ISOLATION OF ESSENTIAL OILS BY STEAM DISTILLATION

PURPOSE Recover essential oils from common spices using steam distillation. THEORY- ESSENTIAL OILS The aroma of many naturally occurring plants is due to volatile oils present at low levels in this vegetation. These essential oils make up the characteristic odor of many plants, among them, eucalyptus, citronella, garlic, oranges, roses, peppermint, and many more. Unfortunately, many of these oils decompose when heated at higher temperatures. Essential oils can be removed readily from natural substances by use of steam distillation. The following spices will be handled by you or some of your classmates to remove their essential oil: fennel, cumin, cloves, cinnamon, caraway, and allspice. Each of these spices will provide one of the compounds shown below:
CH3 CH CH3 OH OCH3 CH3 O OCH3 HC C O C H H

O

C H A

CH2CH

CH2

HC

CH2

HC

C

H CH3

B

C

D

E

THEORY- STEAM DISTILLATION Boiling occurs when the vapor pressure of a liquid equals the atmospheric pressure. When we mix water with a material that is INsoluble in the water, the two substances act independently of each other. Each substance contributes vapor pressure toward equaling the atmospheric pressure. These added vapor pressures make it easier to equal atmospheric pressure so less heating is required. Steam distillation can allow distillation of organic materials at lower than normal temperatures. This is especially useful when substances are prone to decomposing under higher temperatures. PROCEDURE
Note: You need not prepare physical property data in your notebook for the spices.

1) Your instructor will issue you a spice. Record the identity of the spice you receive and describe its odor. Weigh out approximately 10 grams of the spice. Grind the spice using a
S '08 M. Hauser Isolation of Essential Oils By Steam Distillation

Be aware that saturated sodium chloride solutions can be quite dense and just might switch places with the methylene chloride layer normally on the bottom. Hauser Isolation of Essential Oils By Steam Distillation . then pour the ground spice into a prewighed beaker so as to obtain the exact mass. You might have to cut back on the heat if the spice starts to froth and threaten to push into the condenser. If there are any visible drops of water in your flask at this point. 7) Dry the organic layer with about 2 grams sodium sulfate for a period of 10-15 minutes. PERFORM THE FOLLOWING: Add 2 mL of saturated NaCl solution and swirl gently. IF THE TWO LAYERS FAIL TO SEPARATE. Add the remaining organic layer when room permits so its solvent can be evaporated. 5) Shut down the steam distillation and transfer the distillate into a small separatory funnel. Since you will be using a 100 mL roundbottom as a receiving flask.) 9) Reweigh the test tube and determine the mass of recovered oil. Test the layers if you are not sure using techniques we have already used in previous labs. p. transfer the organic layer to another clean flask while leaving the water drops behind. 168 Survival Manual) Clamp the vacuum adapter! 4) Initiate heating with your heating mantle. (We will not use a rotoevaporator to remove solvent for fear of degrading the essential oil through excessive heat. add about 80 mL of water and a boiling stone. 1. 3) Set up your spice-filled roundbottom for simple distillation. send cooling water through your condenser. adding the organic layer to the Erlenmeyer. Do not allow the drying agent to enter the test tube. Decant a portion of the dried organic layer into the tube and use a stream of air to evaporate the solvent.mortar and pestle. 6) After the layers separate. and capture the cloudy distillate. WHEN CLEANING UP. The spice should soak for at least 15 minutes as you set up your distillation apparatus. Extract with 10 mL of methylene chloride. 2) Pour the ground spice into a 250 mL roundbottom. Try to collect at least 20 mL of distillate. S '08 M. you will need to use a curved vacuum adapter in between this receiver and the end of the condenser (see Fig 20. DO NOT FLUSH SPICES DOWN THE DRAIN! The instructor will provide a bucket for flask cleanout. Calculate the % recovery of oil from the original amount of spice used. Repeat this extraction on the aqueous layer with another 10 mL of methylene chloride. transfer the organic layer into a clean. 8) Weigh a larger size test tube. dry Erlenmeyer flask.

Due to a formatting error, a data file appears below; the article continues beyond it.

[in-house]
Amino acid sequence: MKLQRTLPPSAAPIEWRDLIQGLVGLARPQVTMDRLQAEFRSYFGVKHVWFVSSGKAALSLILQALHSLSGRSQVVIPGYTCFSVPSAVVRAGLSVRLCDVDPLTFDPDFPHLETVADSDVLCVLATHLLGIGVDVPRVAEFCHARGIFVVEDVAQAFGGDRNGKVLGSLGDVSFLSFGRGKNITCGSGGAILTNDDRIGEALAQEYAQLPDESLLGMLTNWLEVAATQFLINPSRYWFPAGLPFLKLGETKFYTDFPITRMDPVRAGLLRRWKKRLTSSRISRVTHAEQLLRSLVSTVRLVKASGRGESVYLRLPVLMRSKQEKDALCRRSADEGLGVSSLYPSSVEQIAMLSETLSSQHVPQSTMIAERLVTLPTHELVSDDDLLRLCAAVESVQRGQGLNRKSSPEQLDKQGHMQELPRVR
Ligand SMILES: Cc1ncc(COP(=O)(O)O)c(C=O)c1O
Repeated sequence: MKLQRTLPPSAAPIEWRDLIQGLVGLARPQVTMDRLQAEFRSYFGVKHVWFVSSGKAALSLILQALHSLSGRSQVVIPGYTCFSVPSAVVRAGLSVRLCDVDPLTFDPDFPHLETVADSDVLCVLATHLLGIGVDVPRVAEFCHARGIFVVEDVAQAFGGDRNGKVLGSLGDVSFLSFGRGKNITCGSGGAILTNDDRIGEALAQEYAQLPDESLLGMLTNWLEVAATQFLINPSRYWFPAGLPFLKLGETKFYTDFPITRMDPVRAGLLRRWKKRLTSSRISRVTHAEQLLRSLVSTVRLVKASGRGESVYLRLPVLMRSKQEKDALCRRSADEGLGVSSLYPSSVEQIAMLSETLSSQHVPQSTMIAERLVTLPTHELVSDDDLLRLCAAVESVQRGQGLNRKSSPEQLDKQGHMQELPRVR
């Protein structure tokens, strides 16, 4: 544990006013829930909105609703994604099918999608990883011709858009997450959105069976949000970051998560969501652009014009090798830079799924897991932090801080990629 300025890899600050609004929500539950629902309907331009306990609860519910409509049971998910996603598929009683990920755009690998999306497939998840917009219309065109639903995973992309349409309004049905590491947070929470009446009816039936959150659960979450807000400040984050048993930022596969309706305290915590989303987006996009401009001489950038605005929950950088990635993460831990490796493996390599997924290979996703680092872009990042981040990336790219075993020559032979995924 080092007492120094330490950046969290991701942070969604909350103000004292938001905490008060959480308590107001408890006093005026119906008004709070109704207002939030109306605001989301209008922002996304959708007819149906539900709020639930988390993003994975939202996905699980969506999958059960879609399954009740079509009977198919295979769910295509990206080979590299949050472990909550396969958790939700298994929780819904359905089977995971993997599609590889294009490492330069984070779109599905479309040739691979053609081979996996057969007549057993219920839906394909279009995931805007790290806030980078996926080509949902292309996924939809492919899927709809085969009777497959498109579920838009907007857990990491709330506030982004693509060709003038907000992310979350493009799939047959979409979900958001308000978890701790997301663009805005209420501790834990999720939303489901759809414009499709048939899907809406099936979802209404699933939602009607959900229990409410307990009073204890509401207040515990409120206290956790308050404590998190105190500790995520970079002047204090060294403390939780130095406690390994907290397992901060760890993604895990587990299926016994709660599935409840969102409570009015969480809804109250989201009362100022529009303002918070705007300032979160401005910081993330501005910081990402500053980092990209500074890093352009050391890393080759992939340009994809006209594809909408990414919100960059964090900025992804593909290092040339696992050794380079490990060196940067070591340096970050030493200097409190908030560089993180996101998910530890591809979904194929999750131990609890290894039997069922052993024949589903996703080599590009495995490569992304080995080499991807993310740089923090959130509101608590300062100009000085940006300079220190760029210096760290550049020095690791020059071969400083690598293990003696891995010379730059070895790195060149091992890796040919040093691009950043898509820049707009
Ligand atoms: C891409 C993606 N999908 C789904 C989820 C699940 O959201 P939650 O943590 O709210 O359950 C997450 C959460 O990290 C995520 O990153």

Print your IR. Report all other pertinent information in your Conclusion as well. CONCLUSION Examine the structures of the possible essential oils you may have recovered (see structures A-E). Use the structures shown to complete the table. Use structural characteristics and IR absorptions to determine which oil you isolated. "This is ESSENTIALLY our last lab!" S '08 M. You should discuss each structure (A-E) and explain why each could be or could NOT be your oil. You need only use "YES" or "NO" to complete each grid. Be sure to have the software mark the important absorption peaks.ANALYSIS 10) Use the infrared spectrophotometer to obtain an "IR" of your oil. it looks cloudy. They can be rinsed down the drain after the instructor approves your IR spectrum. Aldehyde CHO Cmpd A Cmpd B Cmpd C Cmpd D Cmpd E Phenolic OH Ketone C=O Phenyl Ring Alkene QUESTIONS 1) When the freshly distilled material reached the receiver flask. Why? 2) Why does distilling an essential oil using steam help avoid decomposition? The Professor says. Your conclusion should clearly explain what absorption was due to which feature of your oil. Hauser Isolation of Essential Oils By Steam Distillation . YOU NEED NOT SUBMIT A SAMPLE. You should develop a matrix like the one shown below.

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